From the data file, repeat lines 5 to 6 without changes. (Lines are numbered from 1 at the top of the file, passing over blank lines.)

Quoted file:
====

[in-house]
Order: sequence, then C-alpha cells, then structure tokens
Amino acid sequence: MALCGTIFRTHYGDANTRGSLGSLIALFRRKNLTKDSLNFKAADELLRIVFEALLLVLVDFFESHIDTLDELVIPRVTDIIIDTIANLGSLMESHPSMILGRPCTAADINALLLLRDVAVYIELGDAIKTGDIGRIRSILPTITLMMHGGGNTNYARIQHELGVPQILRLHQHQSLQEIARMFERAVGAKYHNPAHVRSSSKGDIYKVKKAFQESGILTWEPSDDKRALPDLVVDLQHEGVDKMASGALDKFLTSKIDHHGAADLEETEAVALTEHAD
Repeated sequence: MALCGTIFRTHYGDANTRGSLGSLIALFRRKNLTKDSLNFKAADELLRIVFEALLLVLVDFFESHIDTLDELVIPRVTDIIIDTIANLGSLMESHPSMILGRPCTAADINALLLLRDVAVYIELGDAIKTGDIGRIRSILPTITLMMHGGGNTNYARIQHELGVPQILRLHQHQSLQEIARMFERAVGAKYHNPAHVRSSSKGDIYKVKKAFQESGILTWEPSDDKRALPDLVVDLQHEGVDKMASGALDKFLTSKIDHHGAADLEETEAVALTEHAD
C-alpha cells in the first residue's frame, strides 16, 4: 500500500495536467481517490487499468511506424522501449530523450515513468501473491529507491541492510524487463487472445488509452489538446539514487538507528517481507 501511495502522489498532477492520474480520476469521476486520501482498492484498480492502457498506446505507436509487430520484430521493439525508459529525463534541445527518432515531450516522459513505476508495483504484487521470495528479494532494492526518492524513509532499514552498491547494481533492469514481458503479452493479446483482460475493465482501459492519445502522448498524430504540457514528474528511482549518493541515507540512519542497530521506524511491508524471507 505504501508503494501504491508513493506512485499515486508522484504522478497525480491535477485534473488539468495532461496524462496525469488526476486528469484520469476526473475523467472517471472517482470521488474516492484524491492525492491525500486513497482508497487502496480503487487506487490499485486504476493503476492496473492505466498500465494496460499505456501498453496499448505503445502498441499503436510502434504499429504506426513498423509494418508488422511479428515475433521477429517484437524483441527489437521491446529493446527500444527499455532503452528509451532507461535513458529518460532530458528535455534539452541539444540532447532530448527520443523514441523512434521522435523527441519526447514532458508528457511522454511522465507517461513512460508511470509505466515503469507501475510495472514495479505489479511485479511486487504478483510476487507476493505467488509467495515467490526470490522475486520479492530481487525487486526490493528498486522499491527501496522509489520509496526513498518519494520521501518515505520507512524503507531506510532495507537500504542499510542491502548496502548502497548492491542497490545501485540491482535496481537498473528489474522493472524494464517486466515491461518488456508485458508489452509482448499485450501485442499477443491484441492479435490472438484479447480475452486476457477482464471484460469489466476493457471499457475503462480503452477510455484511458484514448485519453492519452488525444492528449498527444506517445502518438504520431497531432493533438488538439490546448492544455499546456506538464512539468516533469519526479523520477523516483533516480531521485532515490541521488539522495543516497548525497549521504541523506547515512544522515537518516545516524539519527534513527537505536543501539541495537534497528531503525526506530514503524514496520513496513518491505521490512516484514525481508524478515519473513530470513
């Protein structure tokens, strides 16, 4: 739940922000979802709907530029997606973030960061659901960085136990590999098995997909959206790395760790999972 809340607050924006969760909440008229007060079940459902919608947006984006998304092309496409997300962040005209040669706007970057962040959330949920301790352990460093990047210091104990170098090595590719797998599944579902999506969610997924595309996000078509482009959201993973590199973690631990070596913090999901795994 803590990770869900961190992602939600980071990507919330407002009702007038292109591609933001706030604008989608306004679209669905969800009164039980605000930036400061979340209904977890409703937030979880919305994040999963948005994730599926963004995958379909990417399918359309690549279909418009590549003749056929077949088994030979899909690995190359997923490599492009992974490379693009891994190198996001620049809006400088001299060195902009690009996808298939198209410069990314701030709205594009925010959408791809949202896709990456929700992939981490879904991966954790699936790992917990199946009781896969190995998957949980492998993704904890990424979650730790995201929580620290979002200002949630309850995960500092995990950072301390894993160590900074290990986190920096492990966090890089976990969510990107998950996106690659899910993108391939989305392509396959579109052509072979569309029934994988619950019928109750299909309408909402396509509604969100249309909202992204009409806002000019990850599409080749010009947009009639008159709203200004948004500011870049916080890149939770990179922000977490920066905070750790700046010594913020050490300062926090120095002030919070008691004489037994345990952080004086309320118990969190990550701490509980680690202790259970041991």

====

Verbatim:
C-alpha cells in the first residue's frame, strides 16, 4: 500500500495536467481517490487499468511506424522501449530523450515513468501473491529507491541492510524487463487472445488509452489538446539514487538507528517481507 501511495502522489498532477492520474480520476469521476486520501482498492484498480492502457498506446505507436509487430520484430521493439525508459529525463534541445527518432515531450516522459513505476508495483504484487521470495528479494532494492526518492524513509532499514552498491547494481533492469514481458503479452493479446483482460475493465482501459492519445502522448498524430504540457514528474528511482549518493541515507540512519542497530521506524511491508524471507 505504501508503494501504491508513493506512485499515486508522484504522478497525480491535477485534473488539468495532461496524462496525469488526476486528469484520469476526473475523467472517471472517482470521488474516492484524491492525492491525500486513497482508497487502496480503487487506487490499485486504476493503476492496473492505466498500465494496460499505456501498453496499448505503445502498441499503436510502434504499429504506426513498423509494418508488422511479428515475433521477429517484437524483441527489437521491446529493446527500444527499455532503452528509451532507461535513458529518460532530458528535455534539452541539444540532447532530448527520443523514441523512434521522435523527441519526447514532458508528457511522454511522465507517461513512460508511470509505466515503469507501475510495472514495479505489479511485479511486487504478483510476487507476493505467488509467495515467490526470490522475486520479492530481487525487486526490493528498486522499491527501496522509489520509496526513498518519494520521501518515505520507512524503507531506510532495507537500504542499510542491502548496502548502497548492491542497490545501485540491482535496481537498473528489474522493472524494464517486466515491461518488456508485458508489452509482448499485450501485442499477443491484441492479435490472438484479447480475452486476457477482464471484460469489466476493457471499457475503462480503452477510455484511458484514448485519453492519452488525444492528449498527444506517445502518438504520431497531432493533438488538439490546448492544455499546456506538464512539468516533469519526479523520477523516483533516480531521485532515490541521488539522495543516497548525497549521504541523506547515512544522515537518516545516524539519527534513527537505536543501539541495537534497528531503525526506530514503524514496520513496513518491505521490512516484514525481508524478515519473513530470513
């Protein structure tokens, strides 16, 4: 739940922000979802709907530029997606973030960061659901960085136990590999098995997909959206790395760790999972 809340607050924006969760909440008229007060079940459902919608947006984006998304092309496409997300962040005209040669706007970057962040959330949920301790352990460093990047210091104990170098090595590719797998599944579902999506969610997924595309996000078509482009959201993973590199973690631990070596913090999901795994 803590990770869900961190992602939600980071990507919330407002009702007038292109591609933001706030604008989608306004679209669905969800009164039980605000930036400061979340209904977890409703937030979880919305994040999963948005994730599926963004995958379909990417399918359309690549279909418009590549003749056929077949088994030979899909690995190359997923490599492009992974490379693009891994190198996001620049809006400088001299060195902009690009996808298939198209410069990314701030709205594009925010959408791809949202896709990456929700992939981490879904991966954790699936790992917990199946009781896969190995998957949980492998993704904890990424979650730790995201929580620290979002200002949630309850995960500092995990950072301390894993160590900074290990986190920096492990966090890089976990969510990107998950996106690659899910993108391939989305392509396959579109052509072979569309029934994988619950019928109750299909309408909402396509509604969100249309909202992204009409806002000019990850599409080749010009947009009639008159709203200004948004500011870049916080890149939770990179922000977490920066905070750790700046010594913020050490300062926090120095002030919070008691004489037994345990952080004086309320118990969190990550701490509980680690202790259970041991």